Spain has carried out far more Ebola tests this summer than were previously known about. All of the tests apart from the one have come back negative.
A spokeswoman for Spain’s Health Ministry today confirmed to The Spain Report that “at least 10″ Ebola tests have been carried out on people in Spain since April, far more than were previously known about: “and they likely won’t be the last”, she said.
“The tests have all been carried out to discount the possibility of Ebola Virus in the person with possible symptoms”.
Asked why Spain’s Health Ministry had not previously made all the “at least 10″ cases public, the spokeswoman said: “the World Health Organisation does not say countries must communicate every possible case or test” adding that: “other countries do not do so either”.
She could not provide details of which Spanish cities or regions the other tests had taken place in, or when they had taken place.
“Obviously if a test gave a positive result, we would tell people about it”.
Following complaints by medical and Civil Guard trade unions that their staff might not be fully prepared for an Ebola outbreak in Spain, in terms of protocol training and resource availability, the spokeswoman said that Spain’s Health Ministry is: “happy with the level of preparedness and protocol awareness” in Spanish hospitals, which are normally the responsibility of Spain’s 17 regional governments.
She said, however, that no special instructions had been sent to regional health authorities, despite complaints by healthcare workers in Madrid last month that the specialist pandemic emergency ward at Madrid’s Carlos III Hospital needed to be prepared in a hurry following its closure due to regional government cutbacks: “All Spanish regions are prepared to deal with possible Ebola cases, negative pressure chambers are not necessary”.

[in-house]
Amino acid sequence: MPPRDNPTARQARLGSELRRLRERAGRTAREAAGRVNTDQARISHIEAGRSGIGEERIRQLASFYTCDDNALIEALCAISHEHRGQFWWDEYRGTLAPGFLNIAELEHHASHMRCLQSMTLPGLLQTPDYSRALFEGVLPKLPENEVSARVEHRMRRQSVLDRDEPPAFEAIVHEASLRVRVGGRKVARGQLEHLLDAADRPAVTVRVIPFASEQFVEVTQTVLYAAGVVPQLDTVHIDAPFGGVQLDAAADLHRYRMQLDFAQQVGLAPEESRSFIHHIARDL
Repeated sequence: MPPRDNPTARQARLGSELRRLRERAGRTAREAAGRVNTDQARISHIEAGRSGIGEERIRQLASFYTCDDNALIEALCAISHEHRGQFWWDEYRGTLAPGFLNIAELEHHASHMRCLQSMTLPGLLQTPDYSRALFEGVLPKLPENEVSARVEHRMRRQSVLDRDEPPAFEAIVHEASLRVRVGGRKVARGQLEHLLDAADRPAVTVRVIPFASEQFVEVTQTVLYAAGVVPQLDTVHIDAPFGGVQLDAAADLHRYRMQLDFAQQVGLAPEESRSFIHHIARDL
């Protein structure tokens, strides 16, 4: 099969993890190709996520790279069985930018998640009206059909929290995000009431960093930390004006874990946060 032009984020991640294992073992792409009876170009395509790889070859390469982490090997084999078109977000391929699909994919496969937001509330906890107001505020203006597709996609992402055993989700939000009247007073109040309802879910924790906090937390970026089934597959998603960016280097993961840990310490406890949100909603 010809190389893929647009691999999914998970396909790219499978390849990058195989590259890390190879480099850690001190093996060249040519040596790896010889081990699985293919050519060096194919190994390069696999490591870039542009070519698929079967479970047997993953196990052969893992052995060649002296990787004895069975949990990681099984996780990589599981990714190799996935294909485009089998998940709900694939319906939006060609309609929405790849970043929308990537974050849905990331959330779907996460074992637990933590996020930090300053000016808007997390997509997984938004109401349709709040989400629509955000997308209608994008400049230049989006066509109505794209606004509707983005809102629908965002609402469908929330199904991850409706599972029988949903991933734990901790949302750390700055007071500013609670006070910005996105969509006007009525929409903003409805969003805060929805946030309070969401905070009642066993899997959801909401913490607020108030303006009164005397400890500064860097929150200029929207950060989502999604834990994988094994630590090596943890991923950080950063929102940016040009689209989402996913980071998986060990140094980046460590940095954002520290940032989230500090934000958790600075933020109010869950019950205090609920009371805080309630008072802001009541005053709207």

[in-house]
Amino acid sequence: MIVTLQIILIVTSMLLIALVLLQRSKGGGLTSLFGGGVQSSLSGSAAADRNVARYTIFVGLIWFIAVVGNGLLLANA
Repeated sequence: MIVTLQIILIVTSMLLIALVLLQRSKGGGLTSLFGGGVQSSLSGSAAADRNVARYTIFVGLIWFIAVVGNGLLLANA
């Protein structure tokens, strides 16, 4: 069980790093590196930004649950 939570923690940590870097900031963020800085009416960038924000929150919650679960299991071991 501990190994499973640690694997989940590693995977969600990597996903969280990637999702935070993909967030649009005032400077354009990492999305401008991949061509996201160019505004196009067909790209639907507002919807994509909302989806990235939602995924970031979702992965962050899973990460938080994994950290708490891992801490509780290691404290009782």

“Spanish hospitals and medical staff are fully prepared to deal with possible Ebola cases.”
The first Ebola scare in Spain this summer was in June in Valencia, when a man from Guinea was tested after a Civil Guard agent saw him at passport control on arrival at Valencia airport on a flight from Morocco. Spain’s Health Ministry initially told The Spain Report that he had arrived on a boat and had been contained at sea.
The second story was Brother Miguel Pajares, the 75-year-old Spanish priest who had been taking care of Ebola patients in Liberia. He tested positive and was repatriated on a military aircraft to Madrid, where he died on August 5.
The third was an Iberia flight from Nigeria on August 9, when two children complained of being unwell. Doctors discounted the Ebola Virus.
The fourth Ebola story was another scare last weekend when a Nigerian man was admitted to hospital in Alicante with Ebola-like symptoms, including “high fever, physical discomfort, vomiting and bleeding”. Regional health authorities activated alert protocols and the test esults came back negative the following day.
The samples and test results were processed much more quickly than in the Valencia scare in June.